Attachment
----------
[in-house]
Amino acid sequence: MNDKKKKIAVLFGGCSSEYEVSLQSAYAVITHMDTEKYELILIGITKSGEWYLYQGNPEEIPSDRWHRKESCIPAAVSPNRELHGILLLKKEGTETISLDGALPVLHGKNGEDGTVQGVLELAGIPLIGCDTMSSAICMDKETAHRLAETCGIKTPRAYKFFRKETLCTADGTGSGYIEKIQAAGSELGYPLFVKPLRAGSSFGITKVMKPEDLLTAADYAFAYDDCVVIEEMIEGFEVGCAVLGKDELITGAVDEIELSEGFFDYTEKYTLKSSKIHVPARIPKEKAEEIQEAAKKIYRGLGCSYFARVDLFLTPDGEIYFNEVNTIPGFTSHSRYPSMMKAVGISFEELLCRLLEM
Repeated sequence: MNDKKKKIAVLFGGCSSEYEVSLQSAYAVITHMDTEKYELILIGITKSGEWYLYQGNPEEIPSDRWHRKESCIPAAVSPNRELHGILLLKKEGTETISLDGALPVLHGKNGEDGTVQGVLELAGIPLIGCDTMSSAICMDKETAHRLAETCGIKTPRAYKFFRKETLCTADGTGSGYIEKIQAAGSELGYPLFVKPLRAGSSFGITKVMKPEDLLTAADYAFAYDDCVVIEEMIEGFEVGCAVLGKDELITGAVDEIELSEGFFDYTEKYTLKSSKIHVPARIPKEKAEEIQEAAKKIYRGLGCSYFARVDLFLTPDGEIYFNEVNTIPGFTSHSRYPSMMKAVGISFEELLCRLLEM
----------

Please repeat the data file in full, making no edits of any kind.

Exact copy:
[in-house]
Amino acid sequence: MNDKKKKIAVLFGGCSSEYEVSLQSAYAVITHMDTEKYELILIGITKSGEWYLYQGNPEEIPSDRWHRKESCIPAAVSPNRELHGILLLKKEGTETISLDGALPVLHGKNGEDGTVQGVLELAGIPLIGCDTMSSAICMDKETAHRLAETCGIKTPRAYKFFRKETLCTADGTGSGYIEKIQAAGSELGYPLFVKPLRAGSSFGITKVMKPEDLLTAADYAFAYDDCVVIEEMIEGFEVGCAVLGKDELITGAVDEIELSEGFFDYTEKYTLKSSKIHVPARIPKEKAEEIQEAAKKIYRGLGCSYFARVDLFLTPDGEIYFNEVNTIPGFTSHSRYPSMMKAVGISFEELLCRLLEM
Repeated sequence: MNDKKKKIAVLFGGCSSEYEVSLQSAYAVITHMDTEKYELILIGITKSGEWYLYQGNPEEIPSDRWHRKESCIPAAVSPNRELHGILLLKKEGTETISLDGALPVLHGKNGEDGTVQGVLELAGIPLIGCDTMSSAICMDKETAHRLAETCGIKTPRAYKFFRKETLCTADGTGSGYIEKIQAAGSELGYPLFVKPLRAGSSFGITKVMKPEDLLTAADYAFAYDDCVVIEEMIEGFEVGCAVLGKDELITGAVDEIELSEGFFDYTEKYTLKSSKIHVPARIPKEKAEEIQEAAKKIYRGLGCSYFARVDLFLTPDGEIYFNEVNTIPGFTSHSRYPSMMKAVGISFEELLCRLLEM